Most of the work with a koan takes place alone while sitting zazan, because in reality there's nothing anyone can give us. There's nothing that we lack. Each one of us is perfect and complete, lacking nothing. That's why it is said that there are no Zen teachers and nothing to teach. But this truth must be realised by each one of us. Great faith, great doubt, and great determination are three essentials for that realisation. It is a boundless faith in oneself and in the ability to realise oneself and make oneself free, and a deep and penetrating doubt that asks: Who am I? What is life ? What is truth ? This great faith and great doubt are in dynamic tension with each other, and work to provide the real cutting edge of koan practice. When great faith and great doubt are also accompanied by great determination (the determination of " Seven times knocked down, eight times get up " ), we have at our disposal the power necessary to break through our delusive way of thinking and realise the full potential of our lives.
John Daido Loori

Sunday, 2 May 2010

In silence which is active, the Inner Light begins to glow -- a tiny spark. For the flame to be kindled and to grow, subtle argument and clamour of our emotions must be stilled... Silence is the welcoming acceptance of the other.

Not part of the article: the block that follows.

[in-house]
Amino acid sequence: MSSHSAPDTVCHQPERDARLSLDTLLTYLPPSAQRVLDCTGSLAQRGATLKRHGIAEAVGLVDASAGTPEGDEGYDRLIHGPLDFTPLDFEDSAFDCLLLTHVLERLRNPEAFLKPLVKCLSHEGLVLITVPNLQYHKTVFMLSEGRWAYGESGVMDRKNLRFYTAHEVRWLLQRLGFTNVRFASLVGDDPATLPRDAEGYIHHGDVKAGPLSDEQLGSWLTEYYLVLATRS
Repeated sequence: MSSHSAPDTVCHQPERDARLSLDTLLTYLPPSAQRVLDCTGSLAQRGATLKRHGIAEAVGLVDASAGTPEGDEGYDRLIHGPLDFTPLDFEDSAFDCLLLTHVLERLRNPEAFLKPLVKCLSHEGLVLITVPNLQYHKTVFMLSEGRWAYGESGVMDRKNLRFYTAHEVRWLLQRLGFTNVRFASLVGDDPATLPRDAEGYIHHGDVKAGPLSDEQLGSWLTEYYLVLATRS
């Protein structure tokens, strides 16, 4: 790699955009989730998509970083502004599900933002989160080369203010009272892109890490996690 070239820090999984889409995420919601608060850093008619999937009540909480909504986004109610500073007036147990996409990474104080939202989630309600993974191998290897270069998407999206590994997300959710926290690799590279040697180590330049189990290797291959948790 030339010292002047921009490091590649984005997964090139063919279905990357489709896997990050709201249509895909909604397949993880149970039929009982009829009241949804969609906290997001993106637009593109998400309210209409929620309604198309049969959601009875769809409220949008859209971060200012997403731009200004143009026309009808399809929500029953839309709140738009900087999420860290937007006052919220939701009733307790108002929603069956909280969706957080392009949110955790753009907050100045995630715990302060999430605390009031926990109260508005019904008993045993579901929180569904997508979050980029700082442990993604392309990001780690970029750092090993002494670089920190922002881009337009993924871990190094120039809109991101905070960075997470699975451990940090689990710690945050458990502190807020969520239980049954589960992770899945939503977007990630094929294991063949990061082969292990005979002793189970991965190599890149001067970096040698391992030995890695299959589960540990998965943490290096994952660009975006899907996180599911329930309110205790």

--Pierre Lacout, Quaker Faith and Practice 2.12

Thursday, 29 April 2010


Presence
You should know by now, if you
take it for granted,reality
has a habit of becoming unreal.
What was your life disappears,
leaves you without self
to put a finger on. Reminding you
everything which will ever happen
has already happened, only
you were not there. As when
you wander out, late
into the night, find yourself
when you get back, deep
in the chair you haven't moved from.
John Phillips

Wednesday, 28 April 2010


Stretching time silently between the arms
Lifetimes in each posture
Not till we are lost, in other words, not till we have lost the world, do we begin to find ourselves, and realize where we are and the infinite extent of our relations.

Silence is the universal refuge, the sequel to all dull discourses and all foolish acts, a balm to our every chagrin, as welcome after satiety as after disappointment; that background which the painter may not daub, be he master or bungler, and which, however awkward a figure we may have made in the foreground, remains ever our inviolable asylum, where no indignity can assail, no personality disturb us.